Meet Your Mentor!

When you decide to go into business for yourself, chances are you may not have experienced certain situations as opposed to someone who has “been there…done that…” Nonetheless, it makes your journey to starting your own business that much easier. When I first started out, my focus was real estate. I had a great mentor who was literally there with me through EVERY step of the way. He advised me to great lawyers, books, different strategies, as well as marketing. I literally don’t know where I’d be without him. I really couldn’t imagine not having a mentor, or someone who knows the ropes.
Regardless of what you want to do, a mentor is KEY; it’s very crucial, because it saves you time and energy so you don;t make a lot of the same mistakes as your mentor did.
When chosing a mentor, be sure it’s someone you can trust!
LOOK FAR AND WIDE
When looking for a mentor, first go to someone you know and trust, such as a professor, local entrepreneur, industry expert or former employer. Then expand your network. Mine for contacts on LinkedIn, through alumni associations, at trade association meetings and small-business development centers and through the Entrepreneur Mentor Society. These are all great ways to connect to potential mentors.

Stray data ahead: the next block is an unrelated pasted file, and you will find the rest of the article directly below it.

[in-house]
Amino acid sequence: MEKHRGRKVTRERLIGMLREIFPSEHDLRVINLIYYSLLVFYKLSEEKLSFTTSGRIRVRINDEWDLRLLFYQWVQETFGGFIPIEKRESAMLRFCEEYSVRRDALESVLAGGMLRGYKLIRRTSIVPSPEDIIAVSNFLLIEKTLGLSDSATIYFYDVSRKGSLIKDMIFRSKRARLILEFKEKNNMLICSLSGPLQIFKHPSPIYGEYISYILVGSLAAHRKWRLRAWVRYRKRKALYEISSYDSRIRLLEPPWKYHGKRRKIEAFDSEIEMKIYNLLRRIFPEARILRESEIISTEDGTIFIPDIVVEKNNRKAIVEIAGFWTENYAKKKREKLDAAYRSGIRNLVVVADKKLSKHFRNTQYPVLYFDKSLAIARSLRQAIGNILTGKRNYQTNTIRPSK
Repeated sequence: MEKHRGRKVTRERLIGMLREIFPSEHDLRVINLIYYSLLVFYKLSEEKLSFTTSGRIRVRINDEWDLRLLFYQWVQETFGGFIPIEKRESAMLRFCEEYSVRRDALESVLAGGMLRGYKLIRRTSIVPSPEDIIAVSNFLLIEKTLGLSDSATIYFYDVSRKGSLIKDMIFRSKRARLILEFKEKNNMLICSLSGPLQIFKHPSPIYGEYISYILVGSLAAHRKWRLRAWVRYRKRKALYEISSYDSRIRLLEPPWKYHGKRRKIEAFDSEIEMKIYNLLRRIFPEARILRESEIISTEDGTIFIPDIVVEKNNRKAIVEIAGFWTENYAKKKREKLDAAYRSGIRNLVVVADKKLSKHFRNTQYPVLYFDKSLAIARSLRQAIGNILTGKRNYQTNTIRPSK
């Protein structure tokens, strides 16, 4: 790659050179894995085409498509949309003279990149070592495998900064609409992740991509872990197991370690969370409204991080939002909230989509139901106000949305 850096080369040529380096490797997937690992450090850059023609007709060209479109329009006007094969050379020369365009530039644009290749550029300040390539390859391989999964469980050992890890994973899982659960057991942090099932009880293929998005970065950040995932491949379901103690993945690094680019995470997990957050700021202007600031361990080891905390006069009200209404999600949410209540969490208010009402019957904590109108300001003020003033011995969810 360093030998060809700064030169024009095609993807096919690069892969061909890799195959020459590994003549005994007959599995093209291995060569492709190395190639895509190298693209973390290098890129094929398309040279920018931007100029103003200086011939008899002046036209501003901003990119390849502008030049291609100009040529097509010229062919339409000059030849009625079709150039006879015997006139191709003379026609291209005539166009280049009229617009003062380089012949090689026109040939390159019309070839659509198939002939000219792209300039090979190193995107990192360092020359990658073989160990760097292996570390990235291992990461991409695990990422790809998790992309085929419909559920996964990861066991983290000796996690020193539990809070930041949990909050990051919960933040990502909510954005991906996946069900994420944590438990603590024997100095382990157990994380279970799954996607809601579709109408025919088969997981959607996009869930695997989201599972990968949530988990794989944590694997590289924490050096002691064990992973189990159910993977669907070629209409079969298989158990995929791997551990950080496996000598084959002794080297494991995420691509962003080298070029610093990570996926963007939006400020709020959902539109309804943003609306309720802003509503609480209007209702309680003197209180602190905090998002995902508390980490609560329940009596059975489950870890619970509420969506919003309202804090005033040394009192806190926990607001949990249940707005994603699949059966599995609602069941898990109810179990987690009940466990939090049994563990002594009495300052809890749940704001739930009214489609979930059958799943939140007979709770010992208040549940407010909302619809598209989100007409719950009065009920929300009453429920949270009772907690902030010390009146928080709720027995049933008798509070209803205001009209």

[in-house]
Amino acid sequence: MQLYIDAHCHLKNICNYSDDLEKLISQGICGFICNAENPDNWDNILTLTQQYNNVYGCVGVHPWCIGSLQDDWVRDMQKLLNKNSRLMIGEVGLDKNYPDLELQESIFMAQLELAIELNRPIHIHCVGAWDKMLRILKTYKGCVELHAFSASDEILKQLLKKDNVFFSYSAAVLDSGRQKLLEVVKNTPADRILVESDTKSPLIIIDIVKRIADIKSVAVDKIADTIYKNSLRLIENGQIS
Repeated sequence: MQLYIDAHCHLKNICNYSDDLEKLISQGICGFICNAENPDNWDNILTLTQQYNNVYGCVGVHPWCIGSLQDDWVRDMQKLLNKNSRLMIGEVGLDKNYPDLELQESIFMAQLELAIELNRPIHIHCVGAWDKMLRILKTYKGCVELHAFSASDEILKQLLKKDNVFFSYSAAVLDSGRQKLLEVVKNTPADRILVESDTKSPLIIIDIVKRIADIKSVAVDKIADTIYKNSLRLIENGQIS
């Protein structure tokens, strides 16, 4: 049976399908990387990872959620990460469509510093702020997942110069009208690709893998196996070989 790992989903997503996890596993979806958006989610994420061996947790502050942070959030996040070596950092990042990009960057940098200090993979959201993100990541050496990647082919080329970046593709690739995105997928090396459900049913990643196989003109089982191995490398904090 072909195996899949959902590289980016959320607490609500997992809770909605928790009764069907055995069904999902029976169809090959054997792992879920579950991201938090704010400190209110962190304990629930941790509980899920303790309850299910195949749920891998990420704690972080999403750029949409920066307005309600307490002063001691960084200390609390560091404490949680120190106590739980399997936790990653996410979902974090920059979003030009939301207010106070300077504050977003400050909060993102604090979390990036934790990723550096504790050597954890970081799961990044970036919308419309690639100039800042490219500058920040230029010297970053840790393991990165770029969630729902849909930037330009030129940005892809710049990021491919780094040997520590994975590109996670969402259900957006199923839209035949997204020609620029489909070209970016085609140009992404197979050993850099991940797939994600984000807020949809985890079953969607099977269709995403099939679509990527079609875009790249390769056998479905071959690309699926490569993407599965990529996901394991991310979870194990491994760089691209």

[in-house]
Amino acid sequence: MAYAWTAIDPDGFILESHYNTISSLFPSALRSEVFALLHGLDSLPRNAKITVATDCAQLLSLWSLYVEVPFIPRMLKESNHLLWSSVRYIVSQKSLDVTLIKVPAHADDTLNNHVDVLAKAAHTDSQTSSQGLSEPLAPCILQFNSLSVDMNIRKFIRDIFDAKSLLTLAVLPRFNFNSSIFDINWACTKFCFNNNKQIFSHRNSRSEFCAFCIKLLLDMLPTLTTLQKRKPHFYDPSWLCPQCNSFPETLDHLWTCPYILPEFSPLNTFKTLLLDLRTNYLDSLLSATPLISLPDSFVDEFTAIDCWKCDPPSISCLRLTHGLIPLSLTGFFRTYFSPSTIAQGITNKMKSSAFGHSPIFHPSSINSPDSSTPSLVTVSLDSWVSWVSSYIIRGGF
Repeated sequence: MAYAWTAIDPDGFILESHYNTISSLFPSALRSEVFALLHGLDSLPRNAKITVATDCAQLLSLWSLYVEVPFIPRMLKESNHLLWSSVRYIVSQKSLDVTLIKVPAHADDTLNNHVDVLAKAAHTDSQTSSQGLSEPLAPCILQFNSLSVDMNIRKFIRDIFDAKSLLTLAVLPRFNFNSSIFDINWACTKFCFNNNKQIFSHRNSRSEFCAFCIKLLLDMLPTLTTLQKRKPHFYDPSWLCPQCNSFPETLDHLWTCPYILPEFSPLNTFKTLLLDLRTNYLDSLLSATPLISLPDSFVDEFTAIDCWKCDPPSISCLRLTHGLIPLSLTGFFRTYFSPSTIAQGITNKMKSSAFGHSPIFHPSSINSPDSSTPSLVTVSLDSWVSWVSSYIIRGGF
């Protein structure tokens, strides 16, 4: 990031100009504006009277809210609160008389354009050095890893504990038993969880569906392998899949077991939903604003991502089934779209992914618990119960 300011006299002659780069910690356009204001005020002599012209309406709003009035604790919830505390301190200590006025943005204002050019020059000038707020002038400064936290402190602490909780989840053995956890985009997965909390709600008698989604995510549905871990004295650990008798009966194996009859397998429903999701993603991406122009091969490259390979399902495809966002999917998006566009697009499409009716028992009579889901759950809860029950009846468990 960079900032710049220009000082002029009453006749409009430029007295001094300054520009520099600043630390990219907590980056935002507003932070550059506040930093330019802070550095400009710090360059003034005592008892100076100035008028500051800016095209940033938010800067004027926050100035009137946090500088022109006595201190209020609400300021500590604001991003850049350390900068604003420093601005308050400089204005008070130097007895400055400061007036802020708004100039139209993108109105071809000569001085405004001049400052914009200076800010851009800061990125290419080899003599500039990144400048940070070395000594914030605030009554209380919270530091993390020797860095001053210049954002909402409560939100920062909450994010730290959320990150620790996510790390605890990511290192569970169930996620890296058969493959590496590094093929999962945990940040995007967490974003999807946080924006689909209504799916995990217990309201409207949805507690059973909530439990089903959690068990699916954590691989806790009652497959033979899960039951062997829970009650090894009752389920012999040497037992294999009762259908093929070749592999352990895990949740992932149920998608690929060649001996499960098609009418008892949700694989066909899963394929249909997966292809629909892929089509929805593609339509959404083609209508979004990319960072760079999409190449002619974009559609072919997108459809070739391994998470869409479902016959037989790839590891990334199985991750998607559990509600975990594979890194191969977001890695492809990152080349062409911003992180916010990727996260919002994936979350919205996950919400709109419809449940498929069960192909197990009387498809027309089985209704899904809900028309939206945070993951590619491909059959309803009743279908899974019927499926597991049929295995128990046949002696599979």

LISTEN UP
An hour with a good mentor can be more valuable–and much less expensive–than an entire business course. Mentors have real-world experience, understand your needs and want to help you avoid the pitfalls they’ve already encountered. They also have access to people and resources you don’t have.
MAXIMIZE THE RELATIONSHIP
To make the most of the mentor experience, clearly outline your expectations and schedule regular meetings with your mentor. Don’t be afraid to ask questions. And be open-minded, because a good mentor will be critical.
PROTECT YOUR INTERESTS
If you don’t feel comfortable with your mentor, find a new one. Otherwise, you’ll be hesitant to share information. Regardless of your comfort level, make sure to protect any trade secrets before discussing plans with your mentor.
GIVE BACK
When you feel you’ve achieved a level of experience that will allow you to mentor someone else, connect with trade groups, small-business development centers and universities. These groups may not have mentorship programs, but they will know entrepreneurs looking for mentors. The experience will help you, too.
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